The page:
1st FSSG's MPs prepare for worst when escorting convoys

26 Mar 2004 | Lance Cpl. Samuel Bard Valliere 1st Marine Logistics Group

Marines convoying through Iraq delve into a risky business, where potential danger lurks along the roads beset on halting the lifelines of support and slowing the progress of coalition forces.

The guardian angels who strive provide a halo of protection for convoys of the 1st Force Service Support Group, and who push out supplies and other support to Marines in Iraq, carry a badge, somewhere, underneath their Kevlar.

Military police from Headquarters and Service Battalion's Military Police Company at Marine Corps Base Camp Pendleton, as well as several companies from 2nd FSSG's MP Battalion from Camp Lejeune, N.C., now spread throughout Iraq, shoulder the burden of protecting the numerous convoys, which truck Marines everything from their ammo to letters from home.

In the case of an enemy attack, whether it is an improvised explosive device or small-arms fire, the field MPs escorting the procession are trained to spring into action to eliminate any threat.

"(The convoys) are told to push through," said Staff Sgt. Don J. Sugden, 32, a platoon sergeant with the company. "It's our job to aggress the target."

Since arriving here March 9, 2004, the company has provided security for more then 15 convoys and in the process, encountered at least two homemade bombs and two mortar attacks.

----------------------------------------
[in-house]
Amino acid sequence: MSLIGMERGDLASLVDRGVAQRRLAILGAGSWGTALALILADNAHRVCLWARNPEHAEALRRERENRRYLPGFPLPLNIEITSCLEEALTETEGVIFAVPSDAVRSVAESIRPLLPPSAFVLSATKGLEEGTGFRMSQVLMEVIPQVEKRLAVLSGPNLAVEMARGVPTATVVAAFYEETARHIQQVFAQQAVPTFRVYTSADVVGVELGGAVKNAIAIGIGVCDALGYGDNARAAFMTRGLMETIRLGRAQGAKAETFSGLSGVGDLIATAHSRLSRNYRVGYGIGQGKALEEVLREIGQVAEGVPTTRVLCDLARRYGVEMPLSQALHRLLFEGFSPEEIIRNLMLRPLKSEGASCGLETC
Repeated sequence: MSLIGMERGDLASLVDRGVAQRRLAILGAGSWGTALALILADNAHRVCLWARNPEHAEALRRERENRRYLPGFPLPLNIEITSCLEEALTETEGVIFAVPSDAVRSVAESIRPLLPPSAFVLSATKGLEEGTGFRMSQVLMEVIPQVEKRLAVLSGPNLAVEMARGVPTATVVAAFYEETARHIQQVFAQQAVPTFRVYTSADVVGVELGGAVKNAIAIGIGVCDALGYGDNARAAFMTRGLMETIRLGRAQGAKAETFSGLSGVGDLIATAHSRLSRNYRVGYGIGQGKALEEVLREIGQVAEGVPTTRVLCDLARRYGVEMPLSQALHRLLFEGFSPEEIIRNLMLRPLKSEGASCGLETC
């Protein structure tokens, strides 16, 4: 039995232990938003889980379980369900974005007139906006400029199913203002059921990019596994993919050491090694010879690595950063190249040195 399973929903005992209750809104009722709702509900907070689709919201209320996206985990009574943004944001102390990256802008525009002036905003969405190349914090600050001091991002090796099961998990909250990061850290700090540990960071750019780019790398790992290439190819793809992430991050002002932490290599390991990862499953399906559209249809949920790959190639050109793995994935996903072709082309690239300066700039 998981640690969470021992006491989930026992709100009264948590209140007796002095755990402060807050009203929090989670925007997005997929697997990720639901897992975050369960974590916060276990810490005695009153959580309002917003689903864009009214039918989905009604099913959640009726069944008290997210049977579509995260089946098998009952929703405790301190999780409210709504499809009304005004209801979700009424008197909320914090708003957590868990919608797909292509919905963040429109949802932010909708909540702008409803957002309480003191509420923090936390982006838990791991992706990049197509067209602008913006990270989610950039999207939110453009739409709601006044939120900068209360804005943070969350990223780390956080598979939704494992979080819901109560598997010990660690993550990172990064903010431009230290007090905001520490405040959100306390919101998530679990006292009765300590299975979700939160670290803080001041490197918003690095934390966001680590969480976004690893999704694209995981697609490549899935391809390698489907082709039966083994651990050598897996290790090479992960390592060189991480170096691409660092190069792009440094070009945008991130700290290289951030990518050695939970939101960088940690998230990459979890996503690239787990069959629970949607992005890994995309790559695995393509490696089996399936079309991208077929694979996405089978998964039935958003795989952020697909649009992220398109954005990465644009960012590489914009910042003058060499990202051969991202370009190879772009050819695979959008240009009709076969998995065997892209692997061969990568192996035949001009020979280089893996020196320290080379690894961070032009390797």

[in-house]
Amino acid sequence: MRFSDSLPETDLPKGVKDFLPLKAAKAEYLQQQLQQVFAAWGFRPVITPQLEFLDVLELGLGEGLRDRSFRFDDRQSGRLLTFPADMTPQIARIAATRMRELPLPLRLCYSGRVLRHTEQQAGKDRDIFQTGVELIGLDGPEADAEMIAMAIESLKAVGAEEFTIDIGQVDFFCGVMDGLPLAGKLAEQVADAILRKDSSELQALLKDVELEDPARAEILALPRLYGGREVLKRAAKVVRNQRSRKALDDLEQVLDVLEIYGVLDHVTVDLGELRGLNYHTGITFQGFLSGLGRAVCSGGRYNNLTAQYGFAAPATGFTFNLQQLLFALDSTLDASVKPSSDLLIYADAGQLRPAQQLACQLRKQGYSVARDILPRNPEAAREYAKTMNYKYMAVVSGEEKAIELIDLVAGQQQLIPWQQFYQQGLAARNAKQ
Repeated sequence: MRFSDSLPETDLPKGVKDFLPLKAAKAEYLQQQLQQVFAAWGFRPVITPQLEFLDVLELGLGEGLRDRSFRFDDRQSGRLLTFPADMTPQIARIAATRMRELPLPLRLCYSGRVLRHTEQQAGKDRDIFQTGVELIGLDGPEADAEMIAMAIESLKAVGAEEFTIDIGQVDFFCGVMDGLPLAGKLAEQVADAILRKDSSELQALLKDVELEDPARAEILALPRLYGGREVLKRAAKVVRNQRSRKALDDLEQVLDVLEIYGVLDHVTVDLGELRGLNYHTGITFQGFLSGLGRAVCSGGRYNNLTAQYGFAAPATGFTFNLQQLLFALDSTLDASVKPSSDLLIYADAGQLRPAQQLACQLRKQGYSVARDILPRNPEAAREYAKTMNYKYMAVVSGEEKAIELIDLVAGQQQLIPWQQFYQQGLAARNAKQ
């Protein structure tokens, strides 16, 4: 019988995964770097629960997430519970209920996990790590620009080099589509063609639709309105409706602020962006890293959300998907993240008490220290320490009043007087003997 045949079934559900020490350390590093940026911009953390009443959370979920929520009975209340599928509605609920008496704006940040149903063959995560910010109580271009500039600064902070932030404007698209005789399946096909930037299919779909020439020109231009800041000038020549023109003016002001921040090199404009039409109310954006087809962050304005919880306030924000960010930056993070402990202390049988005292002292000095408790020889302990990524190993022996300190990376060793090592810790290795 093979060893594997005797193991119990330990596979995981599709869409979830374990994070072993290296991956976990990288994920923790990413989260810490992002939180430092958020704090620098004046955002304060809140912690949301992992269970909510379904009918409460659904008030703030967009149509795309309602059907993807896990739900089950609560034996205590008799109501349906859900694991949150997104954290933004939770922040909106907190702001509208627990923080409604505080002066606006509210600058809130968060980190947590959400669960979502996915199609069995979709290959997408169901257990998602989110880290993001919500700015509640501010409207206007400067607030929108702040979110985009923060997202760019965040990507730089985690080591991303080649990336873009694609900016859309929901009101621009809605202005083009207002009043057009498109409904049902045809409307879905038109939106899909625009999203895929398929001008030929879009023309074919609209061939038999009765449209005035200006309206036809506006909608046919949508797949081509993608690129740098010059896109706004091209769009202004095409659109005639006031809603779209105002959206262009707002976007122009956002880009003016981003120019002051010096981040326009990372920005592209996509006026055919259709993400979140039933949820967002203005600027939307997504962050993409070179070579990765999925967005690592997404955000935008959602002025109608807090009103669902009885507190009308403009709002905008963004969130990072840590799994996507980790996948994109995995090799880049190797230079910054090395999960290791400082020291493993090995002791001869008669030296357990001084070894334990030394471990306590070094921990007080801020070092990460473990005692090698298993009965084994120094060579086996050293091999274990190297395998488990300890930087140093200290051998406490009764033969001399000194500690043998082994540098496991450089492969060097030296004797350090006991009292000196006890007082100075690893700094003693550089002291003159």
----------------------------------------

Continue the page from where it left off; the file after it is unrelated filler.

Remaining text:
"Our biggest threat right now are (improvised explosives)," said Cpl. Scott L. Patton, 24, one of the company's squad leaders.

One recent run-in that required immediate action involved a local motorist who was trying to split-up the convoy with his vehicle.

According to Patton, the MPs had to "kill the engine" by opening fire to disable the vehicle. The driver was left, unharmed, on the side of the road.

The MPs are a part of the 25,000 Marines under the command of I Marine Expeditionary Force deployed to western Iraq in support of ongoing security and stability operations safeguarding the country's peace process.

In addition to protecting convoys, the MP Company here also supports the reserve infantry Marines of 3rd Battalion, 24th Marine Regiment, who defend the base.

At their home base of Camp Pendleton, Calif., the company has split duties, said Patton. Half of the company trains and acts as full-time field MPs. The other half of the company works for the base's Provost Marshal Office, where they serve as policemen who patrol the area and guard the gates.

The MPs' knowledge is critical for the infantrymen, who have to "shift gears" for their camp security role, which includes patrolling the perimeter and searching anyone who attempts to enter the camp, including civilian workers who hold jobs on base, said Maj. William C. Maples, the Group's force protection officer.

Prior to departing for the Middle East, the MPs received training in land navigation, patrolling, convoy operations and prisoner-of-war handling.

The training, said Sugden, leaves the MPs primed for the worst.

"We come out prepared to be aggressive and for them to lay an attack," the Elk Grove, Calif., native said. "And if they don't ... they don't."
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